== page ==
WILMINGTON — America’s Best Communities announced its 15 semifinalists Wednesday, leaving out Wilmington. Despite that, applicant Mark Rembert says Wilmington’s project will continue.
Wilmington’s submitted project was Pioneer Labs, a kind of common workshop comparable to a gym for manufacturers, who would range from students and hobbyists to professionals and large companies. According to Rembert, it could be the first rural Makerspace, the term used to describe those workshops.
Rembert and Taylor Stuckert co-founded Energize Clinton County, which applied to ABC on Wilmington’s behalf.
“We are disappointed that our community was not selected to move on in the America’s Best Communities competition, but are excited that Portsmouth will be representing Ohio in the next round,” wrote Rembert. “It is definitely a community worthy of the recognition.”
Rembert wrote that Pioneer Labs was part of ECC’s imagination before the grant, which provided resources to put into place a plan for Pioneer Labs’ vision.
“Thanks to the invaluable input and involvement of community members in the planning process, we are more confident than ever in the need and excitement for Pioneer Labs in the community,” wrote Rembert. “The fact that we will not receive the next round of funding from ABC might slow the process a bit, but we are committed to continuing our efforts to raise funds to build Pioneer Labs.”
Rembert also thanked ABC as well as the Clinton County Port Authority, the Clinton County Foundation and local donors, saying, “We won’t be starting from zero as we take the next steps forward.”
For Rembert, those steps belong at the Wilmington Air Park.
“DHL closed its Wilmington hub (at the air park) taking with it nearly 10,000 jobs, but leaving behind seemingly endless square feet of empty office and warehouse space,” Rembert said in a prepared statement. “Pioneer Labs will use some of that space to offer a state-of-the-art manufacturing facility — or Makerspace — to serve the Wilmington-Clinton County region.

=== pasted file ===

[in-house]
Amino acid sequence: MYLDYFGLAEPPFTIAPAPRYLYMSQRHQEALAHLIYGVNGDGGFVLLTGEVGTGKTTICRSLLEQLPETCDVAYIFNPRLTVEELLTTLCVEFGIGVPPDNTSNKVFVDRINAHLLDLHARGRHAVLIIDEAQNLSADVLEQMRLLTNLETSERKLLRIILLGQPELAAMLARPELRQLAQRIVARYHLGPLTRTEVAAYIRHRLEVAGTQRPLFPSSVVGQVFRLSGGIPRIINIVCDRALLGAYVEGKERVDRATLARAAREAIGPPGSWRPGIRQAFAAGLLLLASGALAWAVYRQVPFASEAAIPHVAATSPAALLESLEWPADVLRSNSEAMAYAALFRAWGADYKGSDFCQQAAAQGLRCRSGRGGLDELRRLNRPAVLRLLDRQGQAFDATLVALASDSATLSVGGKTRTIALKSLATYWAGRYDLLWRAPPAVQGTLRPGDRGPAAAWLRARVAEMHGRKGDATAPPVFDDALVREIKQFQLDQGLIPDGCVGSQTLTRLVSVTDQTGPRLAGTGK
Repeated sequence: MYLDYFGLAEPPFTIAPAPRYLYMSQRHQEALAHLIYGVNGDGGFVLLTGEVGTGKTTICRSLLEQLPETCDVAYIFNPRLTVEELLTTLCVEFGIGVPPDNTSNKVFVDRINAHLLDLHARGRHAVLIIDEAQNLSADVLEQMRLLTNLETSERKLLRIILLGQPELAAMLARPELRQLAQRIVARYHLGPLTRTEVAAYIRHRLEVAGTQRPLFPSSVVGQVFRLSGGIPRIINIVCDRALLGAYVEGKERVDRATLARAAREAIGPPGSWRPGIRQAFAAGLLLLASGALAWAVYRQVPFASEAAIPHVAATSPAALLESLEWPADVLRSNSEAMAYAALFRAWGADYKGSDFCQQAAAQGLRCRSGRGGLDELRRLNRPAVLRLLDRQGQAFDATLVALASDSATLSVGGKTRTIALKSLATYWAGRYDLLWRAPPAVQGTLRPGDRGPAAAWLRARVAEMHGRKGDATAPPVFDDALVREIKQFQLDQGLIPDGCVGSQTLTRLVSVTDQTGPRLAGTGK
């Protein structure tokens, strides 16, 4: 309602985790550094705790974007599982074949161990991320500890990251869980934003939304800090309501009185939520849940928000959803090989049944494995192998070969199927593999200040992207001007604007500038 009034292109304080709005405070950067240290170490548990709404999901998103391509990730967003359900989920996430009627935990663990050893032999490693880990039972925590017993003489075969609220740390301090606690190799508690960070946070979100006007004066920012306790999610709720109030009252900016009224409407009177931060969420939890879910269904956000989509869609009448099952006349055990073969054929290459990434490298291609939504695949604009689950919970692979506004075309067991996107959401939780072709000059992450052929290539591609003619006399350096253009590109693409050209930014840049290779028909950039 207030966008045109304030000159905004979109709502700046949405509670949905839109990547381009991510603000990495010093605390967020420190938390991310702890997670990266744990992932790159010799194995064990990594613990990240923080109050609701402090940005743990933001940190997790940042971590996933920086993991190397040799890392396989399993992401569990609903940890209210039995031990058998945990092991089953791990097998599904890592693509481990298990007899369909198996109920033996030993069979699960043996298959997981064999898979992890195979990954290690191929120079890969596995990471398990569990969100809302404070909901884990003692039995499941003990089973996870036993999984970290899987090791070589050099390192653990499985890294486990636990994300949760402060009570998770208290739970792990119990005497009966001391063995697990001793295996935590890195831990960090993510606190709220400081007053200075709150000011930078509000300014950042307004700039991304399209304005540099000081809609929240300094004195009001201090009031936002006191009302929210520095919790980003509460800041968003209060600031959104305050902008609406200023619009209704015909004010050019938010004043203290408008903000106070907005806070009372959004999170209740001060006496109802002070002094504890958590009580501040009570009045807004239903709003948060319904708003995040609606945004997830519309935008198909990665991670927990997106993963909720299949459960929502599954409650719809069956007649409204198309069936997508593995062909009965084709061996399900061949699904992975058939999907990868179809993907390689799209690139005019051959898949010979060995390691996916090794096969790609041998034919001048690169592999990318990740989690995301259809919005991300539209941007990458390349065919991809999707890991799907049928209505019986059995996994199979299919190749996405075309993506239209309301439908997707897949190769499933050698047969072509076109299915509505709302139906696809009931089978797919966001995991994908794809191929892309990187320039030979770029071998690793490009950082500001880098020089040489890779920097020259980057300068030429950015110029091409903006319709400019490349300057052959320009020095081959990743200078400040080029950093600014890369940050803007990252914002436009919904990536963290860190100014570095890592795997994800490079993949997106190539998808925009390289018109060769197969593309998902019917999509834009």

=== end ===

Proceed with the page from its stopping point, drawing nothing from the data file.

“We’re hoping that the Makerspace can serve a broad audience, everybody from hobbyists to kids,” Rembert continued. “Also, entrepreneurs and real experts in their fields, who need access to equipment to take their business to the next level, will be able to join the Makerspace as a member and get access to the equipment we offer.”
The project also aims to inspire people to consider manufacturing, the city’s biggest employer which faces an aging workforce and staffing difficulties, Rembert said in previous interviews.
More information about the future Makerspace, and similar facilities serving the Cincinnati and Columbus areas, can be found at pioneer.energizecc.com.
Of the more than 350 communities that participated in the competition, only 50, including Wilmington were named quarterfinalists. Only one was located in Ohio in Portsmouth.
The first place prize is $3 million to further support the project.
Sponsored by Frontier Communications and DISH Network, the America’s Best Communities Prize is a campaign that dedicates over $10 million in cash and other rewards to support and inspire the kinds of creativity and innovation that transform communities and result in long term growth. With a grand prize of $3 million, the competition seeks to tap the competitive spirit of towns and cities across Frontier’s 27 state footprint by challenging communities to dream big and improve lives.
Rembert is also executive director of the Wilmington-Clinton County Chamber of Commerce, and Stuckert is executive director of the Clinton County Regional Planning Commission.
Reach Nathan Kraatz at 937-382-2574, ext. 2510 or on Twitter @NathanKraatz.